January To-Do List

Even in the doldrums of winter, there are garden tasks to tackle. Find out what HGTVGardens contributors are up to in their gardens.

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Paperwhite Narcissus

My paperwhite narcissus are in full bloom, so need water added frequently. I’m savoring the fragrant flowers.—Julie Martens/Frostburg, Maryland

Scented Geraniums

I took cuttings of scented geraniums in October, and they’re growing well now. I find I’m watering them every three days. I’ll bump them into larger pots this month.—Julie Martens

Cutting Spent Perennials

We’re having mild winter weather, so I’m still doing garden chores on nice days, like cutting down spent perennials.—Julie Martens

Rabbit Trouble

Rabbits are gnawing the ‘Chicago Hardy’ fig. I need to cage that on a warmer day.—Julie Martens

Combating Whiteflies

This is the time of year my Greek basil often succumbs to whitefly. I keep an eye on plants to clip problem leaves before things get out of hand.—Julie Martens

Top Dress Beds

Remove old mulch from beds and top dress with compost or composted manure.—Danny Flanders/Atlanta, Georgia

Fertilize Annuals

Continue feeding annuals with water-soluble fertilizer containing nitrate bi-weekly.—Danny Flanders

Water Before a Freeze

Water everything well if a hard freeze is expected.—Danny Flanders

Prune Trees

Prune fruit trees (except for peach) and vines.—Danny Flanders

Sow Seeds Indoors

Start early spring vegetable seeds indoors.—Danny Flanders

Maintain Garden Tools

Sharpen and clean garden tools and mowers.—Danny Flanders

Take Some Photos

I love everything about winter garden photographs. They move me to reflect on my garden (and other gardens) in ways I don't have time to do in the midst of the busy gardening season. Now's the perfect time to shake that camera out of hibernation and capture the beauty of fresh snowfall on the garden. You'll see things in a whole new light.—Kim Vioskey/Winnetka, Illinois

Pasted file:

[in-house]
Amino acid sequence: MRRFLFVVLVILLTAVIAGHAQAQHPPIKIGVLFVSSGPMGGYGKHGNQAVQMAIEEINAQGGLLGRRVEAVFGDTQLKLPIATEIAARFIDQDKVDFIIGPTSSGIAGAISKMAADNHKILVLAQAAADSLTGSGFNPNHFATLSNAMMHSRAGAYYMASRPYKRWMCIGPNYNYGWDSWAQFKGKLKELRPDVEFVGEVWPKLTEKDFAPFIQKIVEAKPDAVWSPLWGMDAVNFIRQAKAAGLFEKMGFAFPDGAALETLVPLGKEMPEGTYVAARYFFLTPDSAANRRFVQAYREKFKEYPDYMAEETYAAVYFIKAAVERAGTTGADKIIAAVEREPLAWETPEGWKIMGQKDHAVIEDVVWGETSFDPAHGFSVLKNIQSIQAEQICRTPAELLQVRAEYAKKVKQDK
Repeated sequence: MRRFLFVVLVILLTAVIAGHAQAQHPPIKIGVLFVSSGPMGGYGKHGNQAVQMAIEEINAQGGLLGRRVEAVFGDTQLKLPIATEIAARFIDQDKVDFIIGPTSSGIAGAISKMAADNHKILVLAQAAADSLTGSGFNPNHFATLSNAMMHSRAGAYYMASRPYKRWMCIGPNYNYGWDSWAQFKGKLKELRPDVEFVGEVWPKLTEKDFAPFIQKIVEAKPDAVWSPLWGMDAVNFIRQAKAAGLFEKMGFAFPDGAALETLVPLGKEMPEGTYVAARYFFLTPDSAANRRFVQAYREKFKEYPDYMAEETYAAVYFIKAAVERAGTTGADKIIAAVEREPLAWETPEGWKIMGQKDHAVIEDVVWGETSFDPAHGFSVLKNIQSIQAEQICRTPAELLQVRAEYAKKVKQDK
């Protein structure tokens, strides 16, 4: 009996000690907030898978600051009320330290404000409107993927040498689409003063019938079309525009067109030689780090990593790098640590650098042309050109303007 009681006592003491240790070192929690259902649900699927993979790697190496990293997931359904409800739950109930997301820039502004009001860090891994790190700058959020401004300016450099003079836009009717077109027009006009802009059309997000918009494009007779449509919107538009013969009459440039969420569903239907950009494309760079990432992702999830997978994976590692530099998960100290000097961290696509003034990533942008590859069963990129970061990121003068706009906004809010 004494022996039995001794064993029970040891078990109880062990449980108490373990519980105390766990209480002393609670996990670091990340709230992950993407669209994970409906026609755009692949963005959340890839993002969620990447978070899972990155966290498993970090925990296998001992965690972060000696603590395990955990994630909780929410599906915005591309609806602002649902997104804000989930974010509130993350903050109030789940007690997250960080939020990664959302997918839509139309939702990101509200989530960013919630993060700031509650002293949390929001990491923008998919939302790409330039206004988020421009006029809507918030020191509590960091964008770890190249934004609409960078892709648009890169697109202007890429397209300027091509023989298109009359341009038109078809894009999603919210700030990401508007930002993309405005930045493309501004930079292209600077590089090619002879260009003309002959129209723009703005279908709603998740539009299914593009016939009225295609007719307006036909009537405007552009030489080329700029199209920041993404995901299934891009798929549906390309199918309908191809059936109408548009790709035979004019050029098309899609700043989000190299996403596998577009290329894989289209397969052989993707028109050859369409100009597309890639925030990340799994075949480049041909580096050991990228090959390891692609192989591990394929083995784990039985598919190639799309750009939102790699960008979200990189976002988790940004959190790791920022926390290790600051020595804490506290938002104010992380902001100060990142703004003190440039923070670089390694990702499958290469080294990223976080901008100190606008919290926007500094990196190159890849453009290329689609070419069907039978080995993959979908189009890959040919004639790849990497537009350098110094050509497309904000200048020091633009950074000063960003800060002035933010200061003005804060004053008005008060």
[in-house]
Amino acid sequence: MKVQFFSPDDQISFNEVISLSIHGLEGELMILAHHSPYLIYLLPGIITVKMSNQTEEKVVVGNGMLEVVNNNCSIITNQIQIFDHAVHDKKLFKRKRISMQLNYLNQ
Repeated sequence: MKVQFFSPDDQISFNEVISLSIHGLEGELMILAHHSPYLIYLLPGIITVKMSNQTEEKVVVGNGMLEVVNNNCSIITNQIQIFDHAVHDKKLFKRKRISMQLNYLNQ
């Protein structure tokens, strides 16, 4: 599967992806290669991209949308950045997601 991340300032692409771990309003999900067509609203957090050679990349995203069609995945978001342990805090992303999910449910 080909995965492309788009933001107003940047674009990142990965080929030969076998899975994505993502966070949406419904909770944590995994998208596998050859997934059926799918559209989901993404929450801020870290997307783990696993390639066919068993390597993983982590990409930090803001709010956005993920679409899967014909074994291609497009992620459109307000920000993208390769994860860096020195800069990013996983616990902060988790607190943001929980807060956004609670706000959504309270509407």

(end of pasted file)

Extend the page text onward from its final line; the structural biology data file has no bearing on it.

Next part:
Visit a Garden Center

Visit your local florist or garden center and walk their greenhouses. I love doing this after the holiday rush and before they get really busy with Valentine's Day orders. Often they help me with questions I have about propagating and clue me in on new plants to look for in the spring. I even convinced my fave guy to hold a workshop for my garden club. —Kim Visokey

Check for Snow Damage

Take a quick survey after a fresh snowfall. Carefully removing any accumulated snow from shrubs takes just a few minutes and can save the plant from breakage and your wallet too! Make sure not to force frozen or heavy snow or you might do more harm than good.—Kim Visokey

Take a Garden Trip

Traveling somewhere in January? Why not research before you go and plan to check out local gardens and botanical attractions for inspiration? —Kim Visokey

Florid Correspondence

January is a great time to write letters. If you're old school, you can hand write yours on pretty floral stationary—even try making your own with pressed flowers from your garden. The more tech-savy option is to email someone but try using only floral emojis to tell a story.—Kim Visokey

Order Seeds

We'll be ordering seed catalogs. —Mark and Debbie Wolfe/Atlanta, Georgia.

Pull Spent Vegetables

We'll be pulling spent vegetables in the winter garden.—Mark and Debbie Wolfe

Paint the Shed

Nothing brightens a gray winter day like a pop of color. We'll paint the tool shed.—Mark and Debbie Wolfe

New Compost

It's a new year, time to turn over a new...compost pile. We'll be starting a new one.—Mark and Debbie Wolfe

Order Seeds

It's time to plan my spring garden and order seeds.  —Mick Telkamp/Raleigh, NC

Clean Bird Feeders

Bird feeders must be kept clean to reduce risk of disease. Wash with bleach or a mild disinfectant, rinse and dry before refilling.—Mick Telkamp

Extend (Pseudo) Daylight in the Chicken Coop

Leaving the light on in the chicken coop for an extra hour or two after dark may help to encourage egg production during these lean months.—Mick Telkamp

Dormant Seeding

Giving the lawn a head start by seeding some bare patches in the back yard. The cycle of freezing and thawing this time of year can help set seeds and encourage germination.—Mick Telkamp